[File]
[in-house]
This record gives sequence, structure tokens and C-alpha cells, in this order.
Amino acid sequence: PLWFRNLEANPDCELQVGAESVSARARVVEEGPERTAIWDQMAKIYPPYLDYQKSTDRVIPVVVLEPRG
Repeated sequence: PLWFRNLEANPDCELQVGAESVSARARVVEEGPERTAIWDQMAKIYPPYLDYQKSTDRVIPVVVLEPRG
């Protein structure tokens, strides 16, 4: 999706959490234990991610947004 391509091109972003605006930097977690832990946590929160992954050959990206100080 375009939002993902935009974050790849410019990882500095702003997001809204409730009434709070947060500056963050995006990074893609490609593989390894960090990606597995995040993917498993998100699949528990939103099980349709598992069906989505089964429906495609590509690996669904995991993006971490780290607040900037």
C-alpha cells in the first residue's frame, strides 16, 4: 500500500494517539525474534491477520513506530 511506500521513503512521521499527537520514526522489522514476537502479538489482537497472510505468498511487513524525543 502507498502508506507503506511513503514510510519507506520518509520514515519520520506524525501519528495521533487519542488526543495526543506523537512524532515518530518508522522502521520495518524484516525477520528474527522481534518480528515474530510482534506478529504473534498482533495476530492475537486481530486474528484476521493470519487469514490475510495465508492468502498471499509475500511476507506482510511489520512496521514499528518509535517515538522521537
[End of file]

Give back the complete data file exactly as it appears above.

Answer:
[in-house]
This record gives sequence, structure tokens and C-alpha cells, in this order.
Amino acid sequence: PLWFRNLEANPDCELQVGAESVSARARVVEEGPERTAIWDQMAKIYPPYLDYQKSTDRVIPVVVLEPRG
Repeated sequence: PLWFRNLEANPDCELQVGAESVSARARVVEEGPERTAIWDQMAKIYPPYLDYQKSTDRVIPVVVLEPRG
């Protein structure tokens, strides 16, 4: 999706959490234990991610947004 391509091109972003605006930097977690832990946590929160992954050959990206100080 375009939002993902935009974050790849410019990882500095702003997001809204409730009434709070947060500056963050995006990074893609490609593989390894960090990606597995995040993917498993998100699949528990939103099980349709598992069906989505089964429906495609590509690996669904995991993006971490780290607040900037």
C-alpha cells in the first residue's frame, strides 16, 4: 500500500494517539525474534491477520513506530 511506500521513503512521521499527537520514526522489522514476537502479538489482537497472510505468498511487513524525543 502507498502508506507503506511513503514510510519507506520518509520514515519520520506524525501519528495521533487519542488526543495526543506523537512524532515518530518508522522502521520495518524484516525477520528474527522481534518480528515474530510482534506478529504473534498482533495476530492475537486481530486474528484476521493470519487469514490475510495465508492468502498471499509475500511476507506482510511489520512496521514499528518509535517515538522521537